When Christopher Balcer first heard the loud noise early that morning, he thought his family’s cats were chasing each other on the upstairs floor.

He was staying in a bedroom in the basement of his family’s white, ranch-style home in Winthrop and had been chatting with friends online. But that commotion was soon followed by a more disturbing sound. It was like a person yelling the word “no!” Christopher said, but he couldn’t tell whose voice it was.

“It’s really hard to describe to anyone who hasn’t heard the sort of noise a dying person makes,” he said. “It was just this kind of desperate wail, this scream. It was just very haunting.”

It was around 1:30 a.m. Monday, Oct. 31, and the day soon turned into a nightmare for 25-year-old Christopher, according to the detailed – and graphic – account he gave to police later that day and described in a recent interview with the Kennebec Journal.

Christopher Balcer said he went upstairs “and I saw my father lying on his back in a pool of his own blood, breathing very slowly, and my brother standing over him with a knife.” Not long after that, police arrived at the home to find the dead bodies of Christopher’s parents, Alice “Ali” Balcer and Antonio “Tony” Balcer.

By nighttime, police had charged their younger son, 17-year-old Andrew Balcer, with the slayings. Now 18, he remains in custody at Long Creek Youth Development Center in South Portland, and the state is trying to have him prosecuted as an adult.


Christopher Balcer

While Christopher gave many details about his family and that day, he was not able to answer the question at the heart of the case: why Andrew might have wanted to kill their parents.

“I had no idea this was coming,” he said.

Ali Balcer was found in her bedroom, face down with a stab wound in her back, and Tony Balcer was found in the kitchen with 13 stab wounds to his chest and torso, according to an affidavit filed by a Maine State Police detective.

The only other person who was in the house on the night of the killings was Christopher, who said he managed to flee the home in a bathrobe after persuading his brother to let him live.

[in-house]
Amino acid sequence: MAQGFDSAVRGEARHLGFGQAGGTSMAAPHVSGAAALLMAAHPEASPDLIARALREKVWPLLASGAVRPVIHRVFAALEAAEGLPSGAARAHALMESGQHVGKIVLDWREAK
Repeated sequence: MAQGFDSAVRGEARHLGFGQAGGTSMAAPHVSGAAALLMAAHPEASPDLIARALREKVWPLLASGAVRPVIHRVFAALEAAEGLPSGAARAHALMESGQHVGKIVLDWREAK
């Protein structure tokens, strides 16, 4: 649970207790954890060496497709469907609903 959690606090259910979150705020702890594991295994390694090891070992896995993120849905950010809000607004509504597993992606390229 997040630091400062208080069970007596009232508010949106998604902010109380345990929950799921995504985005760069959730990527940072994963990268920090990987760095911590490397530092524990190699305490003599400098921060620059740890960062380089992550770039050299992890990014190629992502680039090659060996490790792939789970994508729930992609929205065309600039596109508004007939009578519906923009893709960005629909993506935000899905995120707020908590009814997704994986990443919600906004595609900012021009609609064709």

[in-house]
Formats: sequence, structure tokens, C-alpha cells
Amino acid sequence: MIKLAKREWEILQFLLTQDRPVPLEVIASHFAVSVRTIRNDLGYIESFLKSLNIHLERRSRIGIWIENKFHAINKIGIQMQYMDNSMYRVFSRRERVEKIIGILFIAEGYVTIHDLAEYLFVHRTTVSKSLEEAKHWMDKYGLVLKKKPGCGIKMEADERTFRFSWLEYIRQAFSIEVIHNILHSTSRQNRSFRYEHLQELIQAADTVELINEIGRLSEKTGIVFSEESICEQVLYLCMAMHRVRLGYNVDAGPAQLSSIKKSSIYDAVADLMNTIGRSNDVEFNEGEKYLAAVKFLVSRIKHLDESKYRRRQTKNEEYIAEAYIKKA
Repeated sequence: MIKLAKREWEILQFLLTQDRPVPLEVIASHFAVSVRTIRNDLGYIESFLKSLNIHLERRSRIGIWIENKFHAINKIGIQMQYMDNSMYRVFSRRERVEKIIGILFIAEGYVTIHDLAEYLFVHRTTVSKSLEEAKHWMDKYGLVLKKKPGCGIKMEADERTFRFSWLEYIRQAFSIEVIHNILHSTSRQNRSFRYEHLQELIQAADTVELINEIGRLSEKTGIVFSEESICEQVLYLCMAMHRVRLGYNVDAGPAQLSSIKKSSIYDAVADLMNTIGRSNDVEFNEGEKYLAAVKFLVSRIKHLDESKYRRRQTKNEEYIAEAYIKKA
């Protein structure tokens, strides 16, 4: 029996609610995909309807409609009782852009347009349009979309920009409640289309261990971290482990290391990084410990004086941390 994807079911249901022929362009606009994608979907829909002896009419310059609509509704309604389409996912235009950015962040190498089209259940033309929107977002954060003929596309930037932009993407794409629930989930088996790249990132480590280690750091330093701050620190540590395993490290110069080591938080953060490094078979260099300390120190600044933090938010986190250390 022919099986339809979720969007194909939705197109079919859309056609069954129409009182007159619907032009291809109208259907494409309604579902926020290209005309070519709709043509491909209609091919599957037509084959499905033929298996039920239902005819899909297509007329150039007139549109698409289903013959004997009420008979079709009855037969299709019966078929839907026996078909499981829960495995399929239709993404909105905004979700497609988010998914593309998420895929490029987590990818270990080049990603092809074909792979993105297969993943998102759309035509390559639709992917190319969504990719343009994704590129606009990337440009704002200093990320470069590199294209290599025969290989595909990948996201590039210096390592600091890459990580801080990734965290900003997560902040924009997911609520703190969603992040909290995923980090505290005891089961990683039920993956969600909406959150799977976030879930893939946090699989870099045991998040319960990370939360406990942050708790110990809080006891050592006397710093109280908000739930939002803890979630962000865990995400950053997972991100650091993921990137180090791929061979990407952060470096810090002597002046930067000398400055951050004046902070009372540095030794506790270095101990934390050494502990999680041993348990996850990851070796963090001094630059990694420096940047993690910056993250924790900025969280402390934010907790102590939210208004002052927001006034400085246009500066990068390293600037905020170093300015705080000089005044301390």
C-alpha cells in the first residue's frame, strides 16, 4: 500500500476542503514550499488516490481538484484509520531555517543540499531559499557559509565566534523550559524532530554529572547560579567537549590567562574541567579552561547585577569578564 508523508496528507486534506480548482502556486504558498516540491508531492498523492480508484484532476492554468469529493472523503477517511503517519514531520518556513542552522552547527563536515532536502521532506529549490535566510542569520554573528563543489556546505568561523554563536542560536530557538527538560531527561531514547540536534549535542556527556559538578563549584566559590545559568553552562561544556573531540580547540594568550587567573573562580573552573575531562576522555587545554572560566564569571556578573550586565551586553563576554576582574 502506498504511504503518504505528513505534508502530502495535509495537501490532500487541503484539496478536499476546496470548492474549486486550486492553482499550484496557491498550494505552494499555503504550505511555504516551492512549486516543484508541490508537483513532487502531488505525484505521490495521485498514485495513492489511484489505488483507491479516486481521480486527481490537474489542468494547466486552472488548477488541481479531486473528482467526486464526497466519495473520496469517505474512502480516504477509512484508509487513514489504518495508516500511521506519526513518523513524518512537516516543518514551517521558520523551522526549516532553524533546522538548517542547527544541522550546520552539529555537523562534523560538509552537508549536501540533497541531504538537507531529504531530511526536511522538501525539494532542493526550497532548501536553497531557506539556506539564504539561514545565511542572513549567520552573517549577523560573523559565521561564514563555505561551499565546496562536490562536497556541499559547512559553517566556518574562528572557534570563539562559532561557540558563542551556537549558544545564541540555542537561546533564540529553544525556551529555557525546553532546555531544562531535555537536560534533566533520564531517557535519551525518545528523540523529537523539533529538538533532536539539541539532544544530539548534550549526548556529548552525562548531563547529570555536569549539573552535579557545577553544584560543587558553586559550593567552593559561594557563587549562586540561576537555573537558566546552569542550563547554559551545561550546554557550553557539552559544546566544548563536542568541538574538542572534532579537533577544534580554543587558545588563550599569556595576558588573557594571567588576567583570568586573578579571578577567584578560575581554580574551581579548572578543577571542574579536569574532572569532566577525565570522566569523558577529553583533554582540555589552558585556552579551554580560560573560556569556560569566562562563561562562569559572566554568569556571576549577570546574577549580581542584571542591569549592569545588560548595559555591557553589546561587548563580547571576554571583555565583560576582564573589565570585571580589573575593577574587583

If that Monday in late October had been like the ones before it, Ali would have had the day off from her job at the Winthrop Veterinary Hospital.


Alice “Ali” Balcer

In the morning, she would have exercised for a couple of hours in the basement of her home. Later, she would have grilled a steak for her family’s dinner, as was the Monday custom. They’d eat the meal sitting around the TV, watching “Star Trek” reruns or a film on Netflix. Tony loved the weekly servings of red meat.

Christopher, who had just begun pursuing a degree in computer science at the University of Maine at Augusta, had grown tired of steak, but he enjoyed the regular company of his family.

But that Monday, which happened to be Halloween, was nothing like the ones before it. And Christopher’s life no longer includes steak Mondays, taco Tuesdays or any of the other dinners his mother would plan a week ahead of time in a notebook. There won’t be any more summer trips to Popham Beach, where his dad camped out under an umbrella, and he and Andrew goaded each other to swim in the cold ocean.

On that morning in October, after Christopher saw Andrew standing over their father’s body, he rushed back down into the basement, he said. But when he tried to dial 911, the family’s phone prevented the call from going through immediately.

That’s when Andrew came downstairs with a military-grade knife in one hand and one of his father’s handguns in the other, Christopher said, and asked his older brother if he wanted to die.